Show simple item record

dc.contributor.authorKang’ethe, Erastus K.
dc.contributor.authorMutua, Florence
dc.contributor.authorRoesel, Kristina
dc.contributor.authorNtawubizi, Martin
dc.contributor.authorKankya, Clovice
dc.contributor.authorNiragira, Sanctus
dc.contributor.authorKilima, Beatrice
dc.contributor.authorGathura, Peter
dc.contributor.authorKuai Kuorwel, Kuorwel
dc.contributor.authorKiri, Andrew
dc.contributor.authorGrace, Delia
dc.date.accessioned2022-08-12T11:13:44Z
dc.date.available2022-08-12T11:13:44Z
dc.date.issued2021
dc.identifier.citationKang’ethe, E.K., Mutua, F., Roesel, K., Ntawubizi, M., Kankya, C., Niragira, S., Kilima, B., Gathura, P., Kuorwel, K.K., Kiri, A. and Grace, D. 2021. A review of the food safety architecture in the East African Community: Animal-source foods, fruits and vegetables. Nairobi, Kenya: ILRI.en_US
dc.identifier.isbn92–9146–667–1
dc.identifier.urihttps://nru.uncst.go.ug/handle/123456789/4271
dc.description.abstractIn the 1996 World Food Summit, governments reaffirmed the right of everyone to have access to safe and nutritious food, consistent with the right to adequate food and the fundamental right of everyone to be free from hunger. They pledged to work together and eradicate hunger. ‘Zero hunger’ is one of the United Nation’s Sustainable Development Goals (SDG). Safe food is important and should be considered in attempts to ensure a world that has adequate food and is hunger free. Globally, unsafe food is estimated to cause over 600 million cases of illness and 420,000 deaths annually, resulting in a burden of 33 million disability-adjusted life years (DALYs). Attention given to food safety is increasing, due to the evidence on the health and economic burden of foodborne diseases (FBD), and acceleration of drivers causing unsafe food. Governments are mandated to ensure available food is safe for human consumption. They can do this by developing and/or strengthening national food control systems (NFCS). Assessing NFCS in any country is one way to evaluate the state of food safety in the country. The findings can be used to define areas that need to be improved for better protection of consumers. Food safety experts from each of the six partner states in the East African Community (EAC), namely Burundi, Kenya, Rwanda, South Sudan, Tanzania and Uganda, were trained on food safety, through two workshops that ILRI organized in 2019. Although the training focused on risk assessment, participants were also introduced to the concept of a NFCS, its components, and usefulness in ensuring good health, protecting consumers, and for economic development (ILRI 2019). As a follow up to the training, participants from each country, led by a team leader, were expected to, working as a team, assess the food safety situation in their country. The reports from countries were reviewed and key data extracted and summarized to give this report, which combines information on EAC countries. The reviews focused on safety of two value chains, which are most often implicated in FBD and are essential for nutrition in the EAC, namely animalsource foods (ASF) and fruits and vegetables (FV). Components of NFCS include food law and regulation, food control management, inspection, laboratories, and information, education, communication and training (IECT).en_US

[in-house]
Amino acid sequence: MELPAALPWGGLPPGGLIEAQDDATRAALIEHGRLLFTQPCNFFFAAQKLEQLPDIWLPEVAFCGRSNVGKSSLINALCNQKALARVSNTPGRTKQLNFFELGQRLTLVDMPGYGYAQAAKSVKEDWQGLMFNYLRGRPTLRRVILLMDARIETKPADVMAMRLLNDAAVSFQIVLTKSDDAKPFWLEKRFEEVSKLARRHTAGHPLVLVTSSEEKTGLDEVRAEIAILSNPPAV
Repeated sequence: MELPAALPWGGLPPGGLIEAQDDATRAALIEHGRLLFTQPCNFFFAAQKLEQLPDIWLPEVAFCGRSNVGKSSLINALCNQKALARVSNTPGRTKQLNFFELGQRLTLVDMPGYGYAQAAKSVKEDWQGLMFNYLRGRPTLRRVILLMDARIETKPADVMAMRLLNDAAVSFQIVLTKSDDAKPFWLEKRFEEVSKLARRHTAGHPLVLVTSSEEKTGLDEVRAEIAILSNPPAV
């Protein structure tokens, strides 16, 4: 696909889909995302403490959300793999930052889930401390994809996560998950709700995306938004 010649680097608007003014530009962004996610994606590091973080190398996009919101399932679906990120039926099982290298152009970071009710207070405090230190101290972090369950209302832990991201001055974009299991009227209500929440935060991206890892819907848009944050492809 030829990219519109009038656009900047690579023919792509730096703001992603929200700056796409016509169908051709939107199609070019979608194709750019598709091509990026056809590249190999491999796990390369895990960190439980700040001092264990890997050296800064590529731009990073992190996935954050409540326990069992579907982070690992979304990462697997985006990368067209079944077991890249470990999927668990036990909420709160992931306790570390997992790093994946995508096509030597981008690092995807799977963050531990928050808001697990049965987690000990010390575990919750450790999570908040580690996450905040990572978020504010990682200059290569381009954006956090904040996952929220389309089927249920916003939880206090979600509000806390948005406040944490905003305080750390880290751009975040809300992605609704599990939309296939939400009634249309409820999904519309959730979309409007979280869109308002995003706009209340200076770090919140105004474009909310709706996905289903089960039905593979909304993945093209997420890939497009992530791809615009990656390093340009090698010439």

dc.language.isoenen_US
dc.publisherILRIen_US
dc.subjectFood safety architectureen_US
dc.subjectEast African Communityen_US
dc.subjectAnimal-source foodsen_US
dc.subjectFruitsen_US
dc.subjectVegetablesen_US
dc.titleA review of the food safety architecture in the East African Community: Animal-source foods, fruits and vegetablesen_US
dc.typeBooken_US


Files in this item

Thumbnail

This item appears in the following Collection(s)

Show simple item record